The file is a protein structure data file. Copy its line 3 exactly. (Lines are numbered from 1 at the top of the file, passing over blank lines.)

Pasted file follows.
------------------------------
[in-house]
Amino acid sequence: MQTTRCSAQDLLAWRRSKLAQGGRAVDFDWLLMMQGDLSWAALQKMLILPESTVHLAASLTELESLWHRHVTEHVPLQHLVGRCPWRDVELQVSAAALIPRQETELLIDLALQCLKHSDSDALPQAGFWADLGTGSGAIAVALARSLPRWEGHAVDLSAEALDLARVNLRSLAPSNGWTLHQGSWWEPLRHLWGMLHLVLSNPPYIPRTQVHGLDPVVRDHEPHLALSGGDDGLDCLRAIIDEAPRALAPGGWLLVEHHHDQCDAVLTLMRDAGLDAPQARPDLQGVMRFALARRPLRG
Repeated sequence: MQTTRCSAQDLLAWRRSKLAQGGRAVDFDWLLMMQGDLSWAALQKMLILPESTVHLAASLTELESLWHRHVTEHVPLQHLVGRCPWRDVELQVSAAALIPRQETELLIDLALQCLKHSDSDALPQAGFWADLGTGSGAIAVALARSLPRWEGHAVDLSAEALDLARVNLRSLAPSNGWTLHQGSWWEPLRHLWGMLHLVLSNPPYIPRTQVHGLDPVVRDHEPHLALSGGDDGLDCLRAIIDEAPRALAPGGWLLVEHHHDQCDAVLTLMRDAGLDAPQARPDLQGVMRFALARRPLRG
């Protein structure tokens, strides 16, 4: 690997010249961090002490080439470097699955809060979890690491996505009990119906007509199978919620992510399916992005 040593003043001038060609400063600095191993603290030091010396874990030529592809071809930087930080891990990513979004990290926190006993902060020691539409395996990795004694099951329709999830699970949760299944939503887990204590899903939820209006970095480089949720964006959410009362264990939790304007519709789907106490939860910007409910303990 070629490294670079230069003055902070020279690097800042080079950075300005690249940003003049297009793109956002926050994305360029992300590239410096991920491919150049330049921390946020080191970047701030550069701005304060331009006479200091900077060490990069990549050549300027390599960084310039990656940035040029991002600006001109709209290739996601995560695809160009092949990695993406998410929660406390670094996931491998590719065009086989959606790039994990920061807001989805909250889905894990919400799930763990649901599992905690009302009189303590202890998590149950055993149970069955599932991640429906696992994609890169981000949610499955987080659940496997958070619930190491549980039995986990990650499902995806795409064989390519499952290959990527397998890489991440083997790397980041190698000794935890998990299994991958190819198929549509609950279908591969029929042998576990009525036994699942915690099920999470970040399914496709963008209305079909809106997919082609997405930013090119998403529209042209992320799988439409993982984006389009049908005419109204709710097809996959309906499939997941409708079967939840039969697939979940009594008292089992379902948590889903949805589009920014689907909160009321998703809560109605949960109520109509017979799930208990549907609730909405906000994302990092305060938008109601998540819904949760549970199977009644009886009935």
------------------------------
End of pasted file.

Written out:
Repeated sequence: MQTTRCSAQDLLAWRRSKLAQGGRAVDFDWLLMMQGDLSWAALQKMLILPESTVHLAASLTELESLWHRHVTEHVPLQHLVGRCPWRDVELQVSAAALIPRQETELLIDLALQCLKHSDSDALPQAGFWADLGTGSGAIAVALARSLPRWEGHAVDLSAEALDLARVNLRSLAPSNGWTLHQGSWWEPLRHLWGMLHLVLSNPPYIPRTQVHGLDPVVRDHEPHLALSGGDDGLDCLRAIIDEAPRALAPGGWLLVEHHHDQCDAVLTLMRDAGLDAPQARPDLQGVMRFALARRPLRG